Menendez Leads Call for Trump Admin to Ban Trophy Hunt Imports of Endangered Species

Photo by Harvey Barrison via Wikimedia Commons

WASHINGTON, D.C. – U.S. Senator Bob Menendez, Ranking Member of the Senate Foreign Relations Committee, today led several Democratic colleagues, including Cory Booker, in calling on the Trump Administration to uphold the ban on the importation of sport-hunted elephant, lion and bontebok trophies taken from several African countries where it has been determined to have no demonstrated positive conservation impact. President Trump has publicly-stated his opposition to trophy hunting, saying he would “be very hard pressed to change [his] mind that this horror show in any way helps conservation of Elephants [sic] or any other animal.”  Nevertheless, the U.S. Fish and Wildlife Service (USFWS) has decided to allow, on a case-by-case basis, for the import of sport-hunted trophies of the three separately listed species taken from six African nations.

“We must conclude that either USFWS is willfully ignoring the direction of the President, or the President is ignoring the necessary policy, regulatory, or legal considerations, and misleading the American people as to the position of his Administration on the trophy hunting of endangered species,” the Senators wrote in a letter to Interior Secretary Ryan Zinke and USFWS Principal Deputy Director Greg Sheehan.  “We urge you to act without delay to take responsible steps to proactively ban trophy hunting in all areas where it has not been proven to have a positive conservation impact or where its impact cannot be verified.”

While the Endangered Species Act (ESA) specifically states that USFWS must find “that the killing of the trophy animal will enhance the survival of the species,” the agency in November 2017 published an enhancement finding in the Federal Register to allow the import of African elephant trophies from Zimbabwe and Zambia, and then subsequently put it “on hold” after intense public outcry and comments in opposition by the President.  Then, to comply with the December 22, 2017 decision by the United States Court of Appeals for the District of Columbia, which clarified the administrative process needed to issue or alter an enhancement finding, instead of taking steps to implement the President’s stated policy banning the import of some or all hunting trophies, USFWS issued a memorandum allowing the case-by-case importation of trophy killings.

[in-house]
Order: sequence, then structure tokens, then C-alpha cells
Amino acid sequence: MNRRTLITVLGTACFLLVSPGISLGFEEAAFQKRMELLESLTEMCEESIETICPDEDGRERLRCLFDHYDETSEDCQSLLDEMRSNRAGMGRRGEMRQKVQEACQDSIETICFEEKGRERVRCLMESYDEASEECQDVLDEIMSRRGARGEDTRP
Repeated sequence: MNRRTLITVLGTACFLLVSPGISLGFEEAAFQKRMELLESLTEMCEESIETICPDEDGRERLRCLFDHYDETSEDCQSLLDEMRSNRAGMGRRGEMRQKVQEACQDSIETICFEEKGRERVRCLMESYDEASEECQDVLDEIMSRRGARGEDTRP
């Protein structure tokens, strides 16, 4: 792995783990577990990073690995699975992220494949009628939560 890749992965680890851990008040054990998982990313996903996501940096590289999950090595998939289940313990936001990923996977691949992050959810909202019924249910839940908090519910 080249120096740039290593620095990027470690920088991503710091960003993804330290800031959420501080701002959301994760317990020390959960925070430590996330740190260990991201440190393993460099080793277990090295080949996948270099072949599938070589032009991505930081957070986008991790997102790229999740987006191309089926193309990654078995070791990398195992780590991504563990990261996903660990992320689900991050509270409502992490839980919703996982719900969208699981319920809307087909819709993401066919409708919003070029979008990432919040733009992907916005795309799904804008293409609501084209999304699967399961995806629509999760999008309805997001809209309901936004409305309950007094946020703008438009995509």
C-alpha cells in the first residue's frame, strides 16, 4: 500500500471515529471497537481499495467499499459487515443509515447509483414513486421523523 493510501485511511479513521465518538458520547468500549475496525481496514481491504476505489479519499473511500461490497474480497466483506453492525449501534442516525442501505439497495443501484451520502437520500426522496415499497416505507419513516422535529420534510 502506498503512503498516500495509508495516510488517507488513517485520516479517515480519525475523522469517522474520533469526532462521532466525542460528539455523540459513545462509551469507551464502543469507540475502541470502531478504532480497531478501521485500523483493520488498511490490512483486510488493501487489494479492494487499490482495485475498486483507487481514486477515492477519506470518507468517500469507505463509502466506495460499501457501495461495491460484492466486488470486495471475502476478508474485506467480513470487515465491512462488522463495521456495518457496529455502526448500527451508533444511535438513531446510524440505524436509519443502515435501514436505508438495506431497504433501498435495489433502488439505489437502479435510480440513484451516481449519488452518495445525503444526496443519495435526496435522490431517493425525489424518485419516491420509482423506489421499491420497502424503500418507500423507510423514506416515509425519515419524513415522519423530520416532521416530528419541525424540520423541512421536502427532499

“It is clear that the President was not merely expressing his personal views on the matter, as he made repeated statements over the course of several months that a final decision to uphold the Obama Administration’s ban was imminent,” the letter continued.  “However, no requisite action was taken by USFWS.”

The senators urged the administration to make clear its policy on the importation of sport-hunted trophies, and requested timely answers to a series of questions, including what steps USFWS has taken to ensure the public is properly informed of any policy changes or import permit decisions, and whether it receives input from any outside interest groups, individuals, or the President’s family members, whom are avid trophy hunters.

The letter was also co-signed by Sens. Ron Wyden (D-Ore.), Chris Van Hollen (D-Md.), Elizabeth Warren (D-Mass.), Maggie Hassan (D-N.H.), Sheldon Whitehouse (D-R.I.), Dianne Feinstein (D-Calif.), Patty Murray (D-Wash.), Jack Reed (D-R.I.), Richard Blumenthal (D-Conn.), Jeanne Shaheen (D-N.H.), Bernie Sanders (D-Vt.), Jeff Merkley (D-Ore.), Patrick Leahy (D-Vt.) and Charles Schumer (D-N.Y.).

In November, Sen. Menendez led a letter, signed by 21 Senate colleagues, to Secretary Zinke calling on the Interior to officially halt any reversal of the ban on importing sport-hunted African elephant and lion trophies from Zimbabwe and Zambia.

Sen. Menendez introduced the CECIL Animal Trophies Act in 2015—named after the famed African lion, Cecil, killed by an American trophy hunter—to disincentivize trophy killings of species proposed for listing under the Endangered Species Act.

The full letter can be found below and here.